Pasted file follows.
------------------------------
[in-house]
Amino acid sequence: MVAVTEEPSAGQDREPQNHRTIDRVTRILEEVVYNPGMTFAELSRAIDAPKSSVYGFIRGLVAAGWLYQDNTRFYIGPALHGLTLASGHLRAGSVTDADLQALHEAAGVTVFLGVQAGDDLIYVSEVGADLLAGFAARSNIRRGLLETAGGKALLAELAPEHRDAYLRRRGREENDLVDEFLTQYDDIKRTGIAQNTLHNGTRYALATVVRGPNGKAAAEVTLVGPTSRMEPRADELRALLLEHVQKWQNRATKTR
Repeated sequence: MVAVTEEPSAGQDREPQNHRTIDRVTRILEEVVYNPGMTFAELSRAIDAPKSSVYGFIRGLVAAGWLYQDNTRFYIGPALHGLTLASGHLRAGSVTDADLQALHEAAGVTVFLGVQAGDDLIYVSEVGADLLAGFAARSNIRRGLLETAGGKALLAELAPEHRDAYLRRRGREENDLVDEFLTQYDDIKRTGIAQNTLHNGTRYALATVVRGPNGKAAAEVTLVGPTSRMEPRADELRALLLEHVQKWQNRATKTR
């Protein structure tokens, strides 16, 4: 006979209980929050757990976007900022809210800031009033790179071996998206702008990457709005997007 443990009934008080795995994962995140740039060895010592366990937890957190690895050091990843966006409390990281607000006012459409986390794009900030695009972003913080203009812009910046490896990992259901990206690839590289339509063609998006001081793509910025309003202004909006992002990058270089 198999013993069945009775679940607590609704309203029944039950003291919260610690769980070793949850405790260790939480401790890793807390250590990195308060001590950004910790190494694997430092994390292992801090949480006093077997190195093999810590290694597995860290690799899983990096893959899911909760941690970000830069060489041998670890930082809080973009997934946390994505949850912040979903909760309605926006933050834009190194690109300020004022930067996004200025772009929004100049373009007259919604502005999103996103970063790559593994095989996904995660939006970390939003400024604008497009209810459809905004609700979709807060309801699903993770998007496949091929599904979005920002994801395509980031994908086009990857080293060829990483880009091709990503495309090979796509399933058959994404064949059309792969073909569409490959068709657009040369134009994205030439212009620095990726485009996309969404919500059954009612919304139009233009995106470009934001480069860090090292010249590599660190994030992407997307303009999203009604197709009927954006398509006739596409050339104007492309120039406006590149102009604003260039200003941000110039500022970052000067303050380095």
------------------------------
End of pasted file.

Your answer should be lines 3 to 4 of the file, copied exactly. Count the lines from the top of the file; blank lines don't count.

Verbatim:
Repeated sequence: MVAVTEEPSAGQDREPQNHRTIDRVTRILEEVVYNPGMTFAELSRAIDAPKSSVYGFIRGLVAAGWLYQDNTRFYIGPALHGLTLASGHLRAGSVTDADLQALHEAAGVTVFLGVQAGDDLIYVSEVGADLLAGFAARSNIRRGLLETAGGKALLAELAPEHRDAYLRRRGREENDLVDEFLTQYDDIKRTGIAQNTLHNGTRYALATVVRGPNGKAAAEVTLVGPTSRMEPRADELRALLLEHVQKWQNRATKTR
């Protein structure tokens, strides 16, 4: 006979209980929050757990976007900022809210800031009033790179071996998206702008990457709005997007 443990009934008080795995994962995140740039060895010592366990937890957190690895050091990843966006409390990281607000006012459409986390794009900030695009972003913080203009812009910046490896990992259901990206690839590289339509063609998006001081793509910025309003202004909006992002990058270089 198999013993069945009775679940607590609704309203029944039950003291919260610690769980070793949850405790260790939480401790890793807390250590990195308060001590950004910790190494694997430092994390292992801090949480006093077997190195093999810590290694597995860290690799899983990096893959899911909760941690970000830069060489041998670890930082809080973009997934946390994505949850912040979903909760309605926006933050834009190194690109300020004022930067996004200025772009929004100049373009007259919604502005999103996103970063790559593994095989996904995660939006970390939003400024604008497009209810459809905004609700979709807060309801699903993770998007496949091929599904979005920002994801395509980031994908086009990857080293060829990483880009091709990503495309090979796509399933058959994404064949059309792969073909569409490959068709657009040369134009994205030439212009620095990726485009996309969404919500059954009612919304139009233009995106470009934001480069860090090292010249590599660190994030992407997307303009999203009604197709009927954006398509006739596409050339104007492309120039406006590149102009604003260039200003941000110039500022970052000067303050380095």